Clinician views on and ethics priorities for authorizing medical cannabis in the care of children and youth in Canada: a qualitative study

CMAJ Open. 2022 Mar 15;10(1):E196-E202. doi: 10.9778/cmajo.20210239. Print 2022 Jan-Mar.


Background: The use of cannabis for medical purposes by pediatric patients is expanding across Canada; however, supporting evidence, federal regulations and treatment guidelines are lacking. To understand factors affecting treatment decisions in this landscape, we sought to delineate clinician perspectives, ethics priorities and values for cannabis authorization.

Methods: We sampled participants purposefully through Canadian Childhood Cannabinoid Clinical Trials listservs, which include the majority of pediatric oncologists and palliative care physicians practising in Canada, among many other pediatric physicians and clinicians. Inclusion criteria were being a practising clinician in Canada, involvement in the care of children and willingness to be interviewed regardless of stance on medical cannabis. In November and December 2020, we conducted semistructured interviews focusing on principles, values and priorities, including medical, professional, regulatory, evidentiary and social considerations, for authorizing medical cannabis to children. Interviews were recorded, transcribed and analyzed by means of deductive and inductive thematic methods.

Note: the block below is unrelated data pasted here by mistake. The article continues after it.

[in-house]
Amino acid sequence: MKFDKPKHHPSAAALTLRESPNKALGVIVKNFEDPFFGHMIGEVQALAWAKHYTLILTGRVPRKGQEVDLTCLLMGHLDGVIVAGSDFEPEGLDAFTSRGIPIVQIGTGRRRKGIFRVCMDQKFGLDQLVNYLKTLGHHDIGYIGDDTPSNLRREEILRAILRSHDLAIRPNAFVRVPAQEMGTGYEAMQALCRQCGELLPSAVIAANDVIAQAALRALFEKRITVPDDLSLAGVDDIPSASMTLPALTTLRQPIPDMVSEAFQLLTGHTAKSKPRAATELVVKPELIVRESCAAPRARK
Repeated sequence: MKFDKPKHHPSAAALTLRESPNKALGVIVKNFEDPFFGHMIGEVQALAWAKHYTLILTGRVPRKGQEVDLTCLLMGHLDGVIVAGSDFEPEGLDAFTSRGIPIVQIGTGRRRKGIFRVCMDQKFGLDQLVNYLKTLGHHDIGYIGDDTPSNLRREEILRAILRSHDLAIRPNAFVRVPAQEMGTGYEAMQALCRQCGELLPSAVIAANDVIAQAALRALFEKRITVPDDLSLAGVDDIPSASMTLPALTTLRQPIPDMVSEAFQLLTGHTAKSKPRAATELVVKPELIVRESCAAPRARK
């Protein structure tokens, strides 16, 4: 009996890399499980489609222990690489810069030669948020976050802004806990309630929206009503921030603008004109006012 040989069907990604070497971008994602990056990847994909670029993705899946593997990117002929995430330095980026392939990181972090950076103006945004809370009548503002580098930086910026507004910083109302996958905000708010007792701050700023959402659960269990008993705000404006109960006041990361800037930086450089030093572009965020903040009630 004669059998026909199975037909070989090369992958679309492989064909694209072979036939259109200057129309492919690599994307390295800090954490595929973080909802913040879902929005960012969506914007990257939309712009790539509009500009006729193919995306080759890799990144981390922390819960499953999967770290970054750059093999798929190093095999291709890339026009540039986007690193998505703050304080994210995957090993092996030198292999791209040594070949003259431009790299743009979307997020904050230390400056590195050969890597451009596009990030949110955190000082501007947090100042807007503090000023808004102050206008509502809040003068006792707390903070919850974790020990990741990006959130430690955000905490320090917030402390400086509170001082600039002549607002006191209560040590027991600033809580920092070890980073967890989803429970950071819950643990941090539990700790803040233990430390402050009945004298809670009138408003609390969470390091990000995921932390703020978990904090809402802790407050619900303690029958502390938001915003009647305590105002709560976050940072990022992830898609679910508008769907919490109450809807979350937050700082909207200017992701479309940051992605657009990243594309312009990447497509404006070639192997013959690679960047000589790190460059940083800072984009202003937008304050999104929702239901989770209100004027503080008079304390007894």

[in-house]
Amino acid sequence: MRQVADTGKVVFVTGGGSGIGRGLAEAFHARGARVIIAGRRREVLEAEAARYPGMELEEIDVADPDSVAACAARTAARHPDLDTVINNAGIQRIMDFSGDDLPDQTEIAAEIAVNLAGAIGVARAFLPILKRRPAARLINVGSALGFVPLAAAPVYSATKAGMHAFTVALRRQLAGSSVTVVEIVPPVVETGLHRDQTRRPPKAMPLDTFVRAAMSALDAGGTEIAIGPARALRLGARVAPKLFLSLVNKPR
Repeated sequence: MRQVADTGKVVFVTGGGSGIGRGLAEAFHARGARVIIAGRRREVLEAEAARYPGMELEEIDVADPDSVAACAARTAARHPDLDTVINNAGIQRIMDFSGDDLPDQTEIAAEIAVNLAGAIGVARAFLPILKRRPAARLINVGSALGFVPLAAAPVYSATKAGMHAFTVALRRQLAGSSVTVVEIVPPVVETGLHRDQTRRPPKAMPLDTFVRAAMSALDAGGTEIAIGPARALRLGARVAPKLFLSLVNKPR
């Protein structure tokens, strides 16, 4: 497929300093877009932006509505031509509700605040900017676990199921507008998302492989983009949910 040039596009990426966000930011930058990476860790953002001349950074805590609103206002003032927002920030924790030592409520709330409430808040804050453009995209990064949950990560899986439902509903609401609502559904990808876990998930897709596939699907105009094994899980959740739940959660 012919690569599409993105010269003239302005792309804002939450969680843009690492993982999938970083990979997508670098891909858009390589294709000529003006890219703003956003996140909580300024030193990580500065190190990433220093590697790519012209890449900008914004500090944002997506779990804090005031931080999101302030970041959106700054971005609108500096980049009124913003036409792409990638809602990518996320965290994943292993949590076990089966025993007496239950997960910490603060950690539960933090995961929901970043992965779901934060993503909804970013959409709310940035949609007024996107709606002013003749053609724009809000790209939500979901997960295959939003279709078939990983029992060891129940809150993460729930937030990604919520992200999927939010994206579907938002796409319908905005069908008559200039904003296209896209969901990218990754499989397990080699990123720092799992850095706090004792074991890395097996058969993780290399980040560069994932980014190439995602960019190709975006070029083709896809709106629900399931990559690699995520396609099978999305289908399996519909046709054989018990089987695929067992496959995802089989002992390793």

Results: We conducted 18 interviews with a diverse group of clinicians representing a range of specialties within pediatric care, including neurology, palliative care, oncology, family medicine and pharmacology. The interviews yielded 4 themes and 12 subthemes related to a priori (medical, professional, regulatory, evidentiary and social themes) and emergent themes. The 4 themes of access, relationships and relational autonomy (autonomy within relationships), medically appropriate use and research priorities were grounded in principles of harm reduction. Participants described problematic authorization procedures that negatively affect patient use. Principles associated with relational autonomy were highlighted as a feature of open clinical communication. Benefits of appropriate medical uses weighed positively over risks, even in the context of potential effects on neurodevelopment. Participants expressed that more research is essential to align medical cannabis with biomedical standards.

Interpretation: Clinicians reported pursuing ethical use of medical cannabis for pediatric patients and prioritizing their safety under principles of harm reduction. There is a need for evidence about neurodevelopmental risks, support for research, treatment guidelines and greater knowledge about stakeholder perspectives to alleviate burdens related to use of medical cannabis for pediatric patients in Canada.

Publication types

  • Research Support, Non-U.S. Gov't

MeSH terms

  • Adolescent
  • Canada / epidemiology
  • Child
  • Communication
  • Humans
  • Medical Marijuana* / therapeutic use
  • Physicians*
  • Qualitative Research


  • Medical Marijuana

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